Joining the two imposing landscapes in the Blue Room were two smaller prints, Nymphs Bathing and Storm. Washington described both as being “in colours,” suggesting they were in fact printed in colors. While not a new technique, color prints remained a novelty in the period. To create one, a single printing plate had to be carefully inked with multiple colors in distinct locations. A rare color-printed example of Nymphs Bathing, with a Washington family history, appears to use at least four different pigments in shades of peach, green, blue, and brown.
Both prints were also the work of multiple hands. The figure groups in each were copied from designs by Giovanni Battista Cipriani (1727-1785), a leading practitioner of the neoclassical style in England who was considered a master of figure drawing. Cipriani enjoyed the patronage of King George III, and his prolific work ranged from monumental ceiling decorations and stage sets to drawings and designs for medallions, furniture, and prints. The Irish artist John James Barralet (1747-1815) drew the landscape backgrounds. Barralet’s varied career would ultimately take him to the United States, where he produced his most famous work, The Apotheosis of George Washington.
It took an additional two artists to actually produce the prints. Francesco Bartolozzi (1727-1815), a close friend and collaborator of Cipriani, engraved the figures in exquisite detail, while the Frenchman Victor Marie Picot (1744-1802) executed the landscapes and shaded surrounds in bolder lines.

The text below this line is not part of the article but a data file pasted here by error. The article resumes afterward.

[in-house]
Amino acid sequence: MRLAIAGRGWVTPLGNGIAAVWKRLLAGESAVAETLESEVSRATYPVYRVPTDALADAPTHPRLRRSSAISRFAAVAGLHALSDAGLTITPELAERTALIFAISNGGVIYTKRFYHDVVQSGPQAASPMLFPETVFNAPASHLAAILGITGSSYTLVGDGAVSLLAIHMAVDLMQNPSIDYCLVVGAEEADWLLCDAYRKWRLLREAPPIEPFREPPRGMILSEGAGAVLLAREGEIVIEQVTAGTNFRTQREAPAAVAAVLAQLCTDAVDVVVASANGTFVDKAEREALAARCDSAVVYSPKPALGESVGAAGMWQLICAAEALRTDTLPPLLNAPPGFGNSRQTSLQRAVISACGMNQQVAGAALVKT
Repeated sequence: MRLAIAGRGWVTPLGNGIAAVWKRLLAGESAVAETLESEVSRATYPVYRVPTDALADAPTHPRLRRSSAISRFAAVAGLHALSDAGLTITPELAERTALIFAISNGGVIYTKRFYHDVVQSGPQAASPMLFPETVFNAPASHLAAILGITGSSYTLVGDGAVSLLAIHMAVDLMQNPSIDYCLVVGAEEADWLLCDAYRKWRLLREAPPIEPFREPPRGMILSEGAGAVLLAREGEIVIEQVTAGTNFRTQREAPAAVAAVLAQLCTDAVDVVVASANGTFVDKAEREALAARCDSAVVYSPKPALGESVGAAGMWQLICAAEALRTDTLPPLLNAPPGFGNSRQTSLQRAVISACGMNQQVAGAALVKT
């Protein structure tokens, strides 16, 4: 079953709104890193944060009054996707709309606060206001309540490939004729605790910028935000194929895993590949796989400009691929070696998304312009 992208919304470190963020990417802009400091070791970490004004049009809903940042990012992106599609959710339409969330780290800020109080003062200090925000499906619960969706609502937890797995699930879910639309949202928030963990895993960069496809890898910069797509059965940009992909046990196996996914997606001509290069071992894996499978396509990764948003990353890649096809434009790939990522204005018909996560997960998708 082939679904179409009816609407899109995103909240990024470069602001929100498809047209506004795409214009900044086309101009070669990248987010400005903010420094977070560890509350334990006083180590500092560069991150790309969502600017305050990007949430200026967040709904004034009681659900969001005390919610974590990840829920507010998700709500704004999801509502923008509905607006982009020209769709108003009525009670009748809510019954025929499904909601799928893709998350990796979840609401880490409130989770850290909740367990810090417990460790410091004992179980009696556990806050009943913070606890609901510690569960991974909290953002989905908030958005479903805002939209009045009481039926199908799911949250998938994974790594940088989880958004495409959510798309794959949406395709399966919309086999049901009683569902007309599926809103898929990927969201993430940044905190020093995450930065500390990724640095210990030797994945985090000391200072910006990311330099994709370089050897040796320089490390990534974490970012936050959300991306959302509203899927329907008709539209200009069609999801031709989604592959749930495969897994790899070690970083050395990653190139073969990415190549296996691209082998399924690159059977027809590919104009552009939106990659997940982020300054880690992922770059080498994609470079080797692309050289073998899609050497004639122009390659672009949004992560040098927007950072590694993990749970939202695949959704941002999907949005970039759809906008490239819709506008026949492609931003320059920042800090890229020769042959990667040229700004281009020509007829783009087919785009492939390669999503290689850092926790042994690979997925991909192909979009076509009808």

Storm presented a harrowing moment, intended to rouse a strong emotional response: lightning cuts across the sky above a castle, while below, men struggle to rescue voyagers in a boat about to be carried away by a rushing waterfall, a woman invokes divine intervention, and children cling to their mothers. The serene companion piece, Nymphs Bathing, offered a calmer scene for contemplation. In it, a group of beautiful nymphs, the immortal spirits of waterways and woods, enjoy a refreshing dip in a gentle stream, quite a contrast to the raging torrent in Storm. The pairing and marketing of the two scenes was no accident, but designed to offer buyers and viewers an emotionally moving and morally stimulating study in contrasts: Nature’s fury and blessing displayed at once.
By: Amanda C. Isaac, Associate Curator, October 2017